Farmer Adoption

The activities of this project included three farm demonstrations. Two of the three were completed.

1) Martin Turner, Elmer, Missouri finished 40 steers on pasture. Because of high grain prices in the early and mid summer of 1996, the producer demonstrations were allowed to use only pasture with no grain supplementation until August. The steers gained 1.4 lb/day early in the grazing season on pasture alone, 2.3 lb/day the first part of the supplemental period and 2.8 lb/day during the final finishing period. Martin started his grain supplementation the first week of August. The steers finished at weights of 1,150 to 1,200 lbs. Cattle were sorted and sold as they reached finish weight. Some of the steers that were sold early lacked finish but cattle sold later were finished and sold for competitive prices. On average the cattle sold for $65 per cwt compared to prices at the time of $68 to$70 per cwt. These cattle made a small profit in spite of high grain prices and only average selling prices. In this case, for a relatively small operation, the best market seemed to be selling live animals at a local auction.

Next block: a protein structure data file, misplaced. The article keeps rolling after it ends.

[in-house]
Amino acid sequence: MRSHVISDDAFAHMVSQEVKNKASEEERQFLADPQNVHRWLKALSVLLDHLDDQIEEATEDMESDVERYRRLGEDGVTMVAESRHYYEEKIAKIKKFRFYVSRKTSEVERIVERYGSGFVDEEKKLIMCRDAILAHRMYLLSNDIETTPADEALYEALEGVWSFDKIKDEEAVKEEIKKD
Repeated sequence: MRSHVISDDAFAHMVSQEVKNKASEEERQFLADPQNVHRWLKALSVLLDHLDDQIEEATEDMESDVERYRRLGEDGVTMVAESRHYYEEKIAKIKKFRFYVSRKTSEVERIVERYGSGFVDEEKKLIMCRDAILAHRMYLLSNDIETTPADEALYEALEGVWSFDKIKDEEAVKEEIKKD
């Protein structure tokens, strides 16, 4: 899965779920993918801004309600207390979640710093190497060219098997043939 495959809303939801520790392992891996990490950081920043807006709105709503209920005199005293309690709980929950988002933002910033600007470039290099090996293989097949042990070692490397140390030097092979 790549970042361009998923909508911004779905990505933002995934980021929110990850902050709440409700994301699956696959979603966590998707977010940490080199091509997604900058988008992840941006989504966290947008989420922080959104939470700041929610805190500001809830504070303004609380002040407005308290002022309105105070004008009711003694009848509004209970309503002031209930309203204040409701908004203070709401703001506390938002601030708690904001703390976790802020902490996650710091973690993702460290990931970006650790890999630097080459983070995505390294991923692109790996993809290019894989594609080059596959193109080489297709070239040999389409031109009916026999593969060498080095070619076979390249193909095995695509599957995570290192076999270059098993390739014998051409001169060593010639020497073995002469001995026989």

2) Kevin Martz, Columbia, Missouri is finishing seven head of steers on pasture. These steers were forward grazed ahead of cow and calf pairs from May 1, 1996 to October 1, 1996. The steers gained 1.8 lbs/day during that period. From October 1 to December 1, the steers were grazed on fall pasture and fed 10 lb/head grain supplement daily. The steers were also fed 2 lb of long hay daily. Gains have been 2.5 lbs/day. The steers were full fed grain from January 3 to Mid-February and were sold as all-natural freezer beef to people in the local area at a selling price of $1.80 per lb of processed beef. Profit for these steers was about $80 per steer.